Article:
On June 26, the Atlanta Journal-Constitution ran a front page article on the “fast graying” population of Fayette County with a subhead that millennials are needed to help ensure our future. It seems that Fayette County has the highest percentage of population 65 and older in the entire metro Atlanta area and the county population is continuing to age ahead of all other surrounding counties.
What made the article even worse was that on the same front page was a quote (with picture) from the ex-Peachtree City mayor and former Fayette County commissioner, Steve Brown, saying that Fayette County needed millennials with families and not more “clubs and bars.”
I have never seen a better example of “open mouth and put your foot in it.” It is that kind of thinking and leadership which has put us on the path of not attracting younger people to the county.
About 80 percent of millennials are single (marketingcharts.com). So here we have a former leader of this county coming out and saying that Fayette County is not interested in attracting 80 percent of the millennial population.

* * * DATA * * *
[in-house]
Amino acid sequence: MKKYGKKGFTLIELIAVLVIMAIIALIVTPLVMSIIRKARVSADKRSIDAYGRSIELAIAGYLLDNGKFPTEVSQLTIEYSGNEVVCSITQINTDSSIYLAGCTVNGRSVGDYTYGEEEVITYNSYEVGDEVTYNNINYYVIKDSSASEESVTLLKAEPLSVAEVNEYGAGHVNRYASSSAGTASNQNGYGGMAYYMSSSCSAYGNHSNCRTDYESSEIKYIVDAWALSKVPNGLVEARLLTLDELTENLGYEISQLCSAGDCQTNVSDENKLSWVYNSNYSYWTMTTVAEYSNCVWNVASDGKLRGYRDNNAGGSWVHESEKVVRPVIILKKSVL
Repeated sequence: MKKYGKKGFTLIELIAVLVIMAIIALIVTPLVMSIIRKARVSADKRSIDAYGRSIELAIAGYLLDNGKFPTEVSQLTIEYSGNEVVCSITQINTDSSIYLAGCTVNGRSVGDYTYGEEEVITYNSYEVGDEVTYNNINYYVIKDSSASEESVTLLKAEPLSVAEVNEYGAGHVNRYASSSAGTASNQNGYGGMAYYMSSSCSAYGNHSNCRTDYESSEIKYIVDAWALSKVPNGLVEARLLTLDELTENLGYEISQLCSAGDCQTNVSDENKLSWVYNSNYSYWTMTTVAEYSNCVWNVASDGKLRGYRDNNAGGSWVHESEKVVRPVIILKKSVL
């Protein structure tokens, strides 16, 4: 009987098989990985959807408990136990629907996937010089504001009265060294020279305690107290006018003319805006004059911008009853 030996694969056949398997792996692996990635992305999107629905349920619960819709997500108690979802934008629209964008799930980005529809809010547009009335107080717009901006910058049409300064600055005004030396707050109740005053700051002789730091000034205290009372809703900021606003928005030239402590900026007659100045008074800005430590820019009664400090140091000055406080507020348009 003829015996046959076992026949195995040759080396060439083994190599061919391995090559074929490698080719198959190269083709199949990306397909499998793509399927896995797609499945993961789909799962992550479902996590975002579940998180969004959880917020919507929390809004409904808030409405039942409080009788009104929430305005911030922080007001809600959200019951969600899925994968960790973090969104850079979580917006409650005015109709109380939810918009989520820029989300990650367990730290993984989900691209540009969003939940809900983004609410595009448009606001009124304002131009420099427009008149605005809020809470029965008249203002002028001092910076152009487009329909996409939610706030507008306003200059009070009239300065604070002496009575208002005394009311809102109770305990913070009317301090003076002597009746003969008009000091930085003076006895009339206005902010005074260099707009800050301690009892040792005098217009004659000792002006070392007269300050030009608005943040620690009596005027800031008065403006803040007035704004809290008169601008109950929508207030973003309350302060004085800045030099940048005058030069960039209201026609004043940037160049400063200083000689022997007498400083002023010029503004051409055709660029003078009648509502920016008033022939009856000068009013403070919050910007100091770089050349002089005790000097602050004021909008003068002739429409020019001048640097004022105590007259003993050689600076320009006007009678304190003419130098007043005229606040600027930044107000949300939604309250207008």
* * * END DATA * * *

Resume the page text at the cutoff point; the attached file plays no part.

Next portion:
As far as the county not needing “more clubs and bars”? I am not sure what county Mr. Brown is living in but he can’t be talking about Fayette County, which now rolls up its sidewalks at 9 p.m. or so. There are no establishments in the county that can be classified as clubs, according to Fayette County zoning, city of Fayetteville zoning or the city clerk of Peachtree City, other than a couple of country clubs.
And too many bars? There are bars co-located in restaurants and some sports bars, but for Mr. Brown to peddle the image that we are overrun by clubs and bars and that we don’t need any “more” is a totally false picture of the county.
I am glad that we can put an “ex” in front of Mr. Brown’s titles, but unfortunately he can still do damage to the county’s image with his misrepresentation of what kind of people we are trying to attract and by painting the county as some kind of Sodom and Gomorrah having too many clubs and bars.
I hope that the current leadership of Fayette County can repudiate Mr. Brown’s misguided and incorrect description and goals of Fayette County and present a more welcoming image.
Peter T. Pearse